Reception: Friday, May 5, 6-8pm
hpgrp gallery, 434 Greenwich Street, New York, NY 10013
hpgrp is pleased to announce Milk on the Edge the first U.S. solo exhibition of Japanese artist duo exonemo. Internationally recognized, their work has been featured at institutions including the New Museum, the Nam June Paik Art Center, the National Art Museum of China, and the Museum of Contemporary Art Tokyo.
exonemo began releasing their artworks on the internet in 1996. From 2000 onward they expanded their activities into physical spaces, in the form of installations, performances, public interventions, and mixed media art. In hpgrp they will present new works that appropriate framed LCD screens, as well as Body Paint (2014), an ongoing video series featuring hand painted monitor screens. Milk on the Edge emphasizes exonemo’s interest in the limits and possibilities of corporeality and identity in today’s information society, particularly the way information devices create frames or borders that surround our perceptions of the world.
Initially focused on programming-based software art, their transition into physical works include Natural Process (2004), a large acrylic painting of Google’s top page (later acquired by Google), and The Road Movie (2006), a mobile installation that incorporated origami paper folding, webcams, a bus, and GPS technology. The Road Movie was notably awarded Ars Electronica’s highest award, the Golden Nica for its innovation in art and technology. In 2012, exonemo established a secret society on the internet known as IDPW and created the Internet Yami-ichi (Black Market), an internet inspired flea market for goods and services at the cusp of virtuality and actuality. Reaching an international audience, exonemo has led Yami-Ichis in over 14 cities around the world, traveling to New York, Tokyo, London, and Seoul. In 2015, exonemo moved to New York through an artist grant by the Agency for Cultural A air, Government of Japan, since then they have joined New Inc. an incubator for art, design, and technology led by New Museum. Milk on the Edge exhibition is supported by MAM/Tokyo (Masu Hiroshi Masuyama).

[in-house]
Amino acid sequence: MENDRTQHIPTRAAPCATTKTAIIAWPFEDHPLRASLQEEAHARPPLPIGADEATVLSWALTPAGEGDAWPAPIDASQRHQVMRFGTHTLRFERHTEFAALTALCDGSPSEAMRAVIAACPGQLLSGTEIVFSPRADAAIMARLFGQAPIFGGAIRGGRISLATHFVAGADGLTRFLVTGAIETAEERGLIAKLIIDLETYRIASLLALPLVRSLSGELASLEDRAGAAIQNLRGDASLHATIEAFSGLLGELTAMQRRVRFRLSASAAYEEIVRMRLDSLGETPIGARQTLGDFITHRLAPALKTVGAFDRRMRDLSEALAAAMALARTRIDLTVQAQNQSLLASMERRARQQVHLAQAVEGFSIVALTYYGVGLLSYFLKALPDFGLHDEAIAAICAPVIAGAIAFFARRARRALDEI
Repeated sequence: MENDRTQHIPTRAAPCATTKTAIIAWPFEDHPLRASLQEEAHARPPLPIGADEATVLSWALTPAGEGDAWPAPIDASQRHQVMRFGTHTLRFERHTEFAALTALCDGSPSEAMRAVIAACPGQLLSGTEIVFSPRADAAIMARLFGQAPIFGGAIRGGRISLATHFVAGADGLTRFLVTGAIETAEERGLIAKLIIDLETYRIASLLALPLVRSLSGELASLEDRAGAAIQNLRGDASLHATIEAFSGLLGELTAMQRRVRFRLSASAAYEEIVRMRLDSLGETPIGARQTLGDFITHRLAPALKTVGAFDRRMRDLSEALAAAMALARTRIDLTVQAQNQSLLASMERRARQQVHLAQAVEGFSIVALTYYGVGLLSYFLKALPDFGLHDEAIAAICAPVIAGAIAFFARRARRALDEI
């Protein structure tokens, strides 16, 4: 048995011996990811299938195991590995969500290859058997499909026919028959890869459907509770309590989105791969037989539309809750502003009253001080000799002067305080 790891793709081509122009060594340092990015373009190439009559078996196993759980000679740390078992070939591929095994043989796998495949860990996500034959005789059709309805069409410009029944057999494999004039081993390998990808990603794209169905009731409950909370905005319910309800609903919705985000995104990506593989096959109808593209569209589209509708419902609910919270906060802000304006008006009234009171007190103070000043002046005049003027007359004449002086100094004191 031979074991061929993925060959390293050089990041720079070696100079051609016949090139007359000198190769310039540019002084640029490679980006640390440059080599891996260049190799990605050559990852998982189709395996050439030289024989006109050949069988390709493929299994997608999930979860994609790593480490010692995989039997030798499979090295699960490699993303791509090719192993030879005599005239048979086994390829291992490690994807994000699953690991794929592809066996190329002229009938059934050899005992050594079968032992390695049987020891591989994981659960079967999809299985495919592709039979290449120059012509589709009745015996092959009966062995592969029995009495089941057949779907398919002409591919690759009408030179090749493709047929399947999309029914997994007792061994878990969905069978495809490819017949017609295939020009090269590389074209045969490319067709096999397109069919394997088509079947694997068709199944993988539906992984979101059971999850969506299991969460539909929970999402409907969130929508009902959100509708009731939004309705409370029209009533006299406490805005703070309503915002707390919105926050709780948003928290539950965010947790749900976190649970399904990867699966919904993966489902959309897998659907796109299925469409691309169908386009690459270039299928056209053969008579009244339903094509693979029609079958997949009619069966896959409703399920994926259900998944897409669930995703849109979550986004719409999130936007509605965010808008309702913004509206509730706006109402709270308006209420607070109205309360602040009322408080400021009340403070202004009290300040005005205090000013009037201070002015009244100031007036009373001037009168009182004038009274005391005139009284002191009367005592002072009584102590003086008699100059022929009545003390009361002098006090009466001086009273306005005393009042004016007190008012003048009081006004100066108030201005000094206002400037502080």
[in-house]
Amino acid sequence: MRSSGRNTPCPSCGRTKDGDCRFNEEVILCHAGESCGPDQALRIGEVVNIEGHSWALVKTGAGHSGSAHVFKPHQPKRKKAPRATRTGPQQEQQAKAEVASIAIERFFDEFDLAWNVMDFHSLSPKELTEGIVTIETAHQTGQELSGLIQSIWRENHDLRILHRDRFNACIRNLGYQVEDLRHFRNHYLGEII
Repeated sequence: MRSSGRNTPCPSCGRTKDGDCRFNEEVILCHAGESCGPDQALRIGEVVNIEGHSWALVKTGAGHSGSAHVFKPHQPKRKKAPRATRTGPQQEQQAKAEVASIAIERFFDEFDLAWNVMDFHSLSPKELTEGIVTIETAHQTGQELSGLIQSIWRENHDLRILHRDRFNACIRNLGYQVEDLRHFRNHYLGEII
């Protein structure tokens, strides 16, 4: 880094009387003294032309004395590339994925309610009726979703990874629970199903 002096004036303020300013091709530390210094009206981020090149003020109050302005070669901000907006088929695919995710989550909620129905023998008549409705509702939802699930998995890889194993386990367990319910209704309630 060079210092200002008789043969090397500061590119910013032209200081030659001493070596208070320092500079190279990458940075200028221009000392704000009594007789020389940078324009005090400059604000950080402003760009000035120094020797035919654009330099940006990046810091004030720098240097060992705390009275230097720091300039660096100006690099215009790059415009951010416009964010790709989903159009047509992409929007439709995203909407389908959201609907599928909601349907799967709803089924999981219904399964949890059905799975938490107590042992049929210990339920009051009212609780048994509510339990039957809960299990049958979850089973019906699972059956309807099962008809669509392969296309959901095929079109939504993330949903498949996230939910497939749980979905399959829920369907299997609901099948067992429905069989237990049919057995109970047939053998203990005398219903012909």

“On the edge!” Said the landlord as she spat out the milk.
Two years ago, right after when we moved from Japan to New York, we bought some milk. It tasted different from what we were used to, but we thought maybe that’s just the way things are here. Then we asked our landlord to see what she thought.
In crossing the national borders, from Japan to New York, even the borderlines between “fresh and rotten” – something we should have instinctively sensed – became confused. What unreliable interfaces our bodies are! Today, constantly connected to the world via technology, our bodies are expanding their borders, and trying to touch the world beyond the frames provided. The boundary territories just beyond the screens, and vague new borders are marked by the spray of foul milk.